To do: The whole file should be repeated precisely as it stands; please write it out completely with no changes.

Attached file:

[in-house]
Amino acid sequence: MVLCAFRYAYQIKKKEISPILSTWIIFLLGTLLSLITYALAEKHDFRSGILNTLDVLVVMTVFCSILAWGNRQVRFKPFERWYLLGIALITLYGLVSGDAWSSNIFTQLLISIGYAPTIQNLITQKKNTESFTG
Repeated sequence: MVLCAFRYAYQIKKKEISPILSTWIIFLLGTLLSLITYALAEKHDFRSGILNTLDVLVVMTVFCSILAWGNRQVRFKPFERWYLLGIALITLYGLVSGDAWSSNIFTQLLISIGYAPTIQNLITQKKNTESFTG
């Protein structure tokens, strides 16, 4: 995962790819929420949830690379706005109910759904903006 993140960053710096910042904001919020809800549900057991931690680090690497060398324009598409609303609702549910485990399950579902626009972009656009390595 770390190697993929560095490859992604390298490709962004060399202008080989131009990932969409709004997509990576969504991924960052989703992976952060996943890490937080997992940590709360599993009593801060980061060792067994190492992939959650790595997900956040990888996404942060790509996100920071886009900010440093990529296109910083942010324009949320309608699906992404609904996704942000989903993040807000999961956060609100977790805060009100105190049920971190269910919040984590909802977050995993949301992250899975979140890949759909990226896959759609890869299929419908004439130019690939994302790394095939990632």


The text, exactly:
[in-house]
Amino acid sequence: MVLCAFRYAYQIKKKEISPILSTWIIFLLGTLLSLITYALAEKHDFRSGILNTLDVLVVMTVFCSILAWGNRQVRFKPFERWYLLGIALITLYGLVSGDAWSSNIFTQLLISIGYAPTIQNLITQKKNTESFTG
Repeated sequence: MVLCAFRYAYQIKKKEISPILSTWIIFLLGTLLSLITYALAEKHDFRSGILNTLDVLVVMTVFCSILAWGNRQVRFKPFERWYLLGIALITLYGLVSGDAWSSNIFTQLLISIGYAPTIQNLITQKKNTESFTG
């Protein structure tokens, strides 16, 4: 995962790819929420949830690379706005109910759904903006 993140960053710096910042904001919020809800549900057991931690680090690497060398324009598409609303609702549910485990399950579902626009972009656009390595 770390190697993929560095490859992604390298490709962004060399202008080989131009990932969409709004997509990576969504991924960052989703992976952060996943890490937080997992940590709360599993009593801060980061060792067994190492992939959650790595997900956040990888996404942060790509996100920071886009900010440093990529296109910083942010324009949320309608699906992404609904996704942000989903993040807000999961956060609100977790805060009100105190049920971190269910919040984590909802977050995993949301992250899975979140890949759909990226896959759609890869299929419908004439130019690939994302790394095939990632």